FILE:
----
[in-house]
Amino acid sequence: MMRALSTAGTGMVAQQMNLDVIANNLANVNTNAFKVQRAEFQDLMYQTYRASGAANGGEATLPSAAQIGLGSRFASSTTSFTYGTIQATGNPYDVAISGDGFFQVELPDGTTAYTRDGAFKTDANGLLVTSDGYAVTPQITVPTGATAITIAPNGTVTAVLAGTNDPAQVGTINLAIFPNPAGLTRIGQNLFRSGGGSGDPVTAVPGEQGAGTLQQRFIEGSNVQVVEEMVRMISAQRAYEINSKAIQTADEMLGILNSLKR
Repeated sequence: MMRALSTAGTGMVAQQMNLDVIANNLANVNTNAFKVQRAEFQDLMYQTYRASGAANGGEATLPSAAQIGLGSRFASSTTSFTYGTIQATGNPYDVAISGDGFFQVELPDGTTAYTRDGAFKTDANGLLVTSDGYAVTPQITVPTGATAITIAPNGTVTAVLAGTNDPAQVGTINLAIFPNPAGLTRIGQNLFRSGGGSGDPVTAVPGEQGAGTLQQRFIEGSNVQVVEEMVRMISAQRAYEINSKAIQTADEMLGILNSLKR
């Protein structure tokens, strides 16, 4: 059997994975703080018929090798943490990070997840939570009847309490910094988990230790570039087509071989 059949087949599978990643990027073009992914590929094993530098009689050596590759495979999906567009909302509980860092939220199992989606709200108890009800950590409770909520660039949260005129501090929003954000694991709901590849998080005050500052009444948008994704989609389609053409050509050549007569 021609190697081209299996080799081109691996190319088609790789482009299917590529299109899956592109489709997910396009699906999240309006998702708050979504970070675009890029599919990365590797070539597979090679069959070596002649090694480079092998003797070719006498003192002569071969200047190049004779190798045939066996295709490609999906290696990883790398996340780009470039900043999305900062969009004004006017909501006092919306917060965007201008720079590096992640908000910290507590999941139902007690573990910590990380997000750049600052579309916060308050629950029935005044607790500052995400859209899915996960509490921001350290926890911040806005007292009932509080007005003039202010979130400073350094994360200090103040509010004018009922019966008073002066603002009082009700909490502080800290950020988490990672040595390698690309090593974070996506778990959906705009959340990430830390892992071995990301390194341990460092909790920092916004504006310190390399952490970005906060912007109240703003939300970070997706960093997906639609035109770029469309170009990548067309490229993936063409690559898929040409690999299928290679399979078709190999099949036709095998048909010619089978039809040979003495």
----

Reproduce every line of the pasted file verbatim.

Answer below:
[in-house]
Amino acid sequence: MMRALSTAGTGMVAQQMNLDVIANNLANVNTNAFKVQRAEFQDLMYQTYRASGAANGGEATLPSAAQIGLGSRFASSTTSFTYGTIQATGNPYDVAISGDGFFQVELPDGTTAYTRDGAFKTDANGLLVTSDGYAVTPQITVPTGATAITIAPNGTVTAVLAGTNDPAQVGTINLAIFPNPAGLTRIGQNLFRSGGGSGDPVTAVPGEQGAGTLQQRFIEGSNVQVVEEMVRMISAQRAYEINSKAIQTADEMLGILNSLKR
Repeated sequence: MMRALSTAGTGMVAQQMNLDVIANNLANVNTNAFKVQRAEFQDLMYQTYRASGAANGGEATLPSAAQIGLGSRFASSTTSFTYGTIQATGNPYDVAISGDGFFQVELPDGTTAYTRDGAFKTDANGLLVTSDGYAVTPQITVPTGATAITIAPNGTVTAVLAGTNDPAQVGTINLAIFPNPAGLTRIGQNLFRSGGGSGDPVTAVPGEQGAGTLQQRFIEGSNVQVVEEMVRMISAQRAYEINSKAIQTADEMLGILNSLKR
């Protein structure tokens, strides 16, 4: 059997994975703080018929090798943490990070997840939570009847309490910094988990230790570039087509071989 059949087949599978990643990027073009992914590929094993530098009689050596590759495979999906567009909302509980860092939220199992989606709200108890009800950590409770909520660039949260005129501090929003954000694991709901590849998080005050500052009444948008994704989609389609053409050509050549007569 021609190697081209299996080799081109691996190319088609790789482009299917590529299109899956592109489709997910396009699906999240309006998702708050979504970070675009890029599919990365590797070539597979090679069959070596002649090694480079092998003797070719006498003192002569071969200047190049004779190798045939066996295709490609999906290696990883790398996340780009470039900043999305900062969009004004006017909501006092919306917060965007201008720079590096992640908000910290507590999941139902007690573990910590990380997000750049600052579309916060308050629950029935005044607790500052995400859209899915996960509490921001350290926890911040806005007292009932509080007005003039202010979130400073350094994360200090103040509010004018009922019966008073002066603002009082009700909490502080800290950020988490990672040595390698690309090593974070996506778990959906705009959340990430830390892992071995990301390194341990460092909790920092916004504006310190390399952490970005906060912007109240703003939300970070997706960093997906639609035109770029469309170009990548067309490229993936063409690559898929040409690999299928290679399979078709190999099949036709095998048909010619089978039809040979003495």